The basics about the kidneys
So let’s get started by talking a little bit about what the kidneys are and what they do. Like humans, dogs and cats have two kidneys which lie in the abdominal or belly area, one on the left side and the other on the right side. The kidneys are essential for maintaining water and salt balance in the body. They receive a lot of blood which they filter to take out a variety of waste substances that need to be removed from the body. These substances include for example urea, creatinine, potassium and acid, all of which if they accumulate in the body can cause severe and in some cases life-threatening problems. The kidneys also remove or hold onto water as necessary to keep the body hydrated. They produce urine which then flows down to the bladder where it is stored and intermittently excreted by the animal from the body. The process of urine production occurs continuously in a healthy animal.
- The first is where enough of the units are damaged and the function of the kidneys becomes so severely reduced that the animal develops what we call acute kidney injury and failure. When the units in the kidney are damaged, they can recover if the damage is not too severe so some of these animals with acute kidney injury can go on to recover. However if the units are damaged too severely, they essentially die off and the failure is irreversible as new units cannot be formed.
- The second scenario is where the kidney suffers an injury that is not too bad at the outset; you may not notice anything different about your pet. However this sets of a process whereby the units in the kidney slowly die off until eventually, after months or even years, enough of them are lost and your pet starts to show signs of being unwell. We refer to this as chronic kidney failure. In some of these animals, you will notice relatively mild signs of illness that will nevertheless prompt you to see your vet.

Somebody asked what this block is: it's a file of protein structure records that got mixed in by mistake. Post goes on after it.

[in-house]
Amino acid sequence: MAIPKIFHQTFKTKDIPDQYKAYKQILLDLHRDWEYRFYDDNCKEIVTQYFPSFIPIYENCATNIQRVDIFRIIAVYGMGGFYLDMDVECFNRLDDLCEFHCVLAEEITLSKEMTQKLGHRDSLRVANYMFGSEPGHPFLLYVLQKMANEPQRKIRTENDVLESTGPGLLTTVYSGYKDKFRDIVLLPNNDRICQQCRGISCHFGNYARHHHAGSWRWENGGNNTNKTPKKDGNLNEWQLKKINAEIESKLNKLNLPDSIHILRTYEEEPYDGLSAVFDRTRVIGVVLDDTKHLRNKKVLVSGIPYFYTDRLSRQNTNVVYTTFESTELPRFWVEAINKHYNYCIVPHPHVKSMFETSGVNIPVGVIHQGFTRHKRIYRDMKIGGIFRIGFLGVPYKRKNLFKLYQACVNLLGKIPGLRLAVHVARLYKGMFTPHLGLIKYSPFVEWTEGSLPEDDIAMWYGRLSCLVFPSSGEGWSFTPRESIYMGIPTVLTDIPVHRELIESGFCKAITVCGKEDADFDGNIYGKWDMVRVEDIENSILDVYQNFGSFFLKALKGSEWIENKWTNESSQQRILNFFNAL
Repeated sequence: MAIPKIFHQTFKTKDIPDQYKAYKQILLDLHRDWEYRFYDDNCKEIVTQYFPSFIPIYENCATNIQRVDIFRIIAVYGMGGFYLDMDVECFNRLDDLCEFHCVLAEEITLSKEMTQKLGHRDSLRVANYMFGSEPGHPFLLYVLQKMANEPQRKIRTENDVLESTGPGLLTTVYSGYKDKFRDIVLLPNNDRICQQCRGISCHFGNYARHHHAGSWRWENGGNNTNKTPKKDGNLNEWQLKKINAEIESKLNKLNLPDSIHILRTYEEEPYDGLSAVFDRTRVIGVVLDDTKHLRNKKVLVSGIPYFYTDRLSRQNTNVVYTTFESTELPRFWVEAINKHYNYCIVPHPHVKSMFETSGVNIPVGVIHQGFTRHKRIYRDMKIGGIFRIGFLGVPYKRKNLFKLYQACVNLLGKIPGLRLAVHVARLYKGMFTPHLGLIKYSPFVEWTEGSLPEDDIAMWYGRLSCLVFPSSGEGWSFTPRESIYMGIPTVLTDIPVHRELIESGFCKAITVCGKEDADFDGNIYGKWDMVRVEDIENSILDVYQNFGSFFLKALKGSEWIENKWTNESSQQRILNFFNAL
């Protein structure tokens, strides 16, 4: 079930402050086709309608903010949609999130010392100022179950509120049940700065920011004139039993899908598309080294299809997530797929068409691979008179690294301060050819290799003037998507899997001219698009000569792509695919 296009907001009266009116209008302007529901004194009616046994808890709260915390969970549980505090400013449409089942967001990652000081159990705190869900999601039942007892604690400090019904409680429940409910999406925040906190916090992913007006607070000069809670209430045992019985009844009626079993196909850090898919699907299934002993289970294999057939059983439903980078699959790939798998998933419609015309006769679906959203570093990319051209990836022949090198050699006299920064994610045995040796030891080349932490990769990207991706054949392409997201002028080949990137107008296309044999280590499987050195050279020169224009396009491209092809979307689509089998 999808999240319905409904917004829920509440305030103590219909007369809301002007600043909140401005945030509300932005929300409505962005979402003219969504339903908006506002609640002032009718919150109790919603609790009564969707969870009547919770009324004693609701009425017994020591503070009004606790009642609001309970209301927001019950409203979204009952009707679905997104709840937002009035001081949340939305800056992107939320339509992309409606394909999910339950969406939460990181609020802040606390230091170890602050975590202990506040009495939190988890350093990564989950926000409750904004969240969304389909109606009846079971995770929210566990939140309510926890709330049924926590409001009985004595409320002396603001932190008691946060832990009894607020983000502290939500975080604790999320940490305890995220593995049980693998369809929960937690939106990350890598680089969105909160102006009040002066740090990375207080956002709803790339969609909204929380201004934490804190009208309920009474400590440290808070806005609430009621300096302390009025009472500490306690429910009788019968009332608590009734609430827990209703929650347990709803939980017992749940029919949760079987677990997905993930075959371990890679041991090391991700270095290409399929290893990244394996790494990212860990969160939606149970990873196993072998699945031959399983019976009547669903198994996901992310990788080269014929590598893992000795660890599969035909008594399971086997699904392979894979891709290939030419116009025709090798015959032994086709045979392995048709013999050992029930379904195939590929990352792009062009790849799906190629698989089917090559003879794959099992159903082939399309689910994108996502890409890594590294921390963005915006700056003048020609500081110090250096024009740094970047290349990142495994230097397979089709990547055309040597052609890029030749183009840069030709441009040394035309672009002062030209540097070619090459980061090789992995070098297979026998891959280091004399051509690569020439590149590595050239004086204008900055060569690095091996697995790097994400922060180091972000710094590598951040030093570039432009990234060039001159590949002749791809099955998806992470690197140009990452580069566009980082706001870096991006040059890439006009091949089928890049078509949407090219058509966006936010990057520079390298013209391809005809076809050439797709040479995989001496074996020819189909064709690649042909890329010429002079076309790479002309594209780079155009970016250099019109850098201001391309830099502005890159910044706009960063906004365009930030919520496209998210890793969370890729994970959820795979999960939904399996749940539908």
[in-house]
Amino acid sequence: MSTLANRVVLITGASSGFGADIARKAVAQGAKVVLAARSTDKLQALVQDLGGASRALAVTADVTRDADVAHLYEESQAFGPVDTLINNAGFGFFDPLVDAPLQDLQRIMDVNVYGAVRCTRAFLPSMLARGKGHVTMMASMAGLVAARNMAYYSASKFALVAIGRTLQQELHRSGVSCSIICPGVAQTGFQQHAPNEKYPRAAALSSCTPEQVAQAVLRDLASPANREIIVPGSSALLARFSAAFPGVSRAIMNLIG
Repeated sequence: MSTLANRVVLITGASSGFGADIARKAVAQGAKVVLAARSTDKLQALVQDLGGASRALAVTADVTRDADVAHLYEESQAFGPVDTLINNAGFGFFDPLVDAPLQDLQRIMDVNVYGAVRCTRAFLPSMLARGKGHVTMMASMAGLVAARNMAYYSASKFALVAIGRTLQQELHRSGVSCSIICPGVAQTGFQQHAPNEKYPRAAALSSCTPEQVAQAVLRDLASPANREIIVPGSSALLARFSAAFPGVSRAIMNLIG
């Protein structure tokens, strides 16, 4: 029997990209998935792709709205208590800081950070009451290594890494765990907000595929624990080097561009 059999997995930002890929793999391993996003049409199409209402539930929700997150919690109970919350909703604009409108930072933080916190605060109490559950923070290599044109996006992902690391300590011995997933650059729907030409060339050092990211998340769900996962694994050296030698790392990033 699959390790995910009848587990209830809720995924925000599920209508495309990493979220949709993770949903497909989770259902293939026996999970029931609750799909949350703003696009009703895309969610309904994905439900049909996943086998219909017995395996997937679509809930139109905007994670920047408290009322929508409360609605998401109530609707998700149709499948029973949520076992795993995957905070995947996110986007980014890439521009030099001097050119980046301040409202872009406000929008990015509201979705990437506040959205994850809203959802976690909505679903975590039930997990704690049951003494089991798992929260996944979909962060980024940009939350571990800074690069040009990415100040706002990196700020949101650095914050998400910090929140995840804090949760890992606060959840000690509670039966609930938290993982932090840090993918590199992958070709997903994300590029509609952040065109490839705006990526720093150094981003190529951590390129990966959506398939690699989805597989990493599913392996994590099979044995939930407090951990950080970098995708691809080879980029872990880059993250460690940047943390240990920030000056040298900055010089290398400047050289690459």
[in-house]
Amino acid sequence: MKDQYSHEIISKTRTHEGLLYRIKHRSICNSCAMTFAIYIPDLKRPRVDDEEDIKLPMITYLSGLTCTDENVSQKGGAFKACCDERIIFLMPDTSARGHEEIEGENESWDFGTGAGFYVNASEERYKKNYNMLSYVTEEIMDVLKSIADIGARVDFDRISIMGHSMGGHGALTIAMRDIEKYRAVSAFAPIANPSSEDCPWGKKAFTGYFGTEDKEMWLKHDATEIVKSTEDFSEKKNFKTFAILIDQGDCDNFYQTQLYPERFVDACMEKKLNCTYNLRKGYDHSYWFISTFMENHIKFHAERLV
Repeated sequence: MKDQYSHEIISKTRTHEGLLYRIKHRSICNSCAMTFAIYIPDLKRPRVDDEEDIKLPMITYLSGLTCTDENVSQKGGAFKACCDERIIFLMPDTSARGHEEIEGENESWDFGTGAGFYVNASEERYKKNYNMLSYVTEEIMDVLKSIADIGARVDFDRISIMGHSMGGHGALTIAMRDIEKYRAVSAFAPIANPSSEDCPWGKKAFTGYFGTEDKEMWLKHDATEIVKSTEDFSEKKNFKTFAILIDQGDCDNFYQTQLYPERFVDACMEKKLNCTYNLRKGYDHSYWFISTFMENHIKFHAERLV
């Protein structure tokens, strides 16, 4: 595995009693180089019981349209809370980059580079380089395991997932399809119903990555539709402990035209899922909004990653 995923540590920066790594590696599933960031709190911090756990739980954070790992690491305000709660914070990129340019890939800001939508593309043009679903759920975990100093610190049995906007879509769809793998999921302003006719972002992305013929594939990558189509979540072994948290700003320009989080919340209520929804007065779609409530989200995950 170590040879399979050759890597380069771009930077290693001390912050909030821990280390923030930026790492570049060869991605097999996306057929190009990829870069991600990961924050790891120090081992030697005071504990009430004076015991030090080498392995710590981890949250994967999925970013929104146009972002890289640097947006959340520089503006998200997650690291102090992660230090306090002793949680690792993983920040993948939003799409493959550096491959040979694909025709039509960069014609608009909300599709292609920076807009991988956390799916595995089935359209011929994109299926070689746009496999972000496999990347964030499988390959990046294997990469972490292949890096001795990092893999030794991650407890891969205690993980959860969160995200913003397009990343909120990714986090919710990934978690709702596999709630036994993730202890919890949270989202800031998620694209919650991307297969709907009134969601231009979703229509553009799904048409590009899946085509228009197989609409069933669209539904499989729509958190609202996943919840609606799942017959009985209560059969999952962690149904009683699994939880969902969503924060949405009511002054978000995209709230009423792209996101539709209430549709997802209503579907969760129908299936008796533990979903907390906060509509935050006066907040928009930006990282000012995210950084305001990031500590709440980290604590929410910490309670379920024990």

- However in a small number, your pet which seemed to be doing ok suddenly deteriorates very quickly. In this our third scenario, the animal has what we refer to as an acute decompensation or crisis of their chronic kidney failure.
- Drugs are one possible cause. Some of the drugs that are used very commonly in dogs and cats can injure the kidneys, either if too much is given or if they are used in the wrong circumstances. Non-steroidal anti-inflammatory drugs, or NSAIDs, such as carprofen or meloxicam, are one group of drugs that are known to potentially injure the kidneys. It is important to realise that we are not saying that animals should not receive these drugs, just that we need to be aware of their potential to injure the kidneys if used at doses that are too high or under the wrong circumstances.
- Toxins or poisons are something else that can injure the kidneys and cause kidney failure and these animals often go from being completely healthy to quickly developing acute kidney failure that makes them very sick. Examples of poisons that can do this include ethylene glycol which is contained in anti-freeze, as well as grapes, raisins, currants or sultanas in dogs, and lily plants in cats. We discussed these poisons in episodes 2 and 3 of these blogs so please have a read of those if you haven’t already.
- Infections are another potential cause of kidney disease. In particular dogs can be affected by a bacterial infection known as leptospirosis. There are a number of different strains of this bacterium but many of them cause kidney injury. In particular the strain that is most common in the United Kingdom as well as in other parts of the world tends to cause kidney injury as well as damage to the liver so the patient develops both kidney failure and jaundice. We also see so-called pyelonephritis in dogs and cats where a bacterial infection affects the kidneys only and can cause their function to be compromised.
- Cancer is another potential cause of kidney disease that we see. In particular a type of malignant cancer known as lymphoma can affect the kidneys as well as many other sites in the body.
- And certain breeds of cat, such as Persians or Exotic short hairs, can be affected by a condition known as polycystic kidney disease (PKD) in which cysts form in the kidneys. PKD is an inherited condition and can take a long period to become a problem clinically.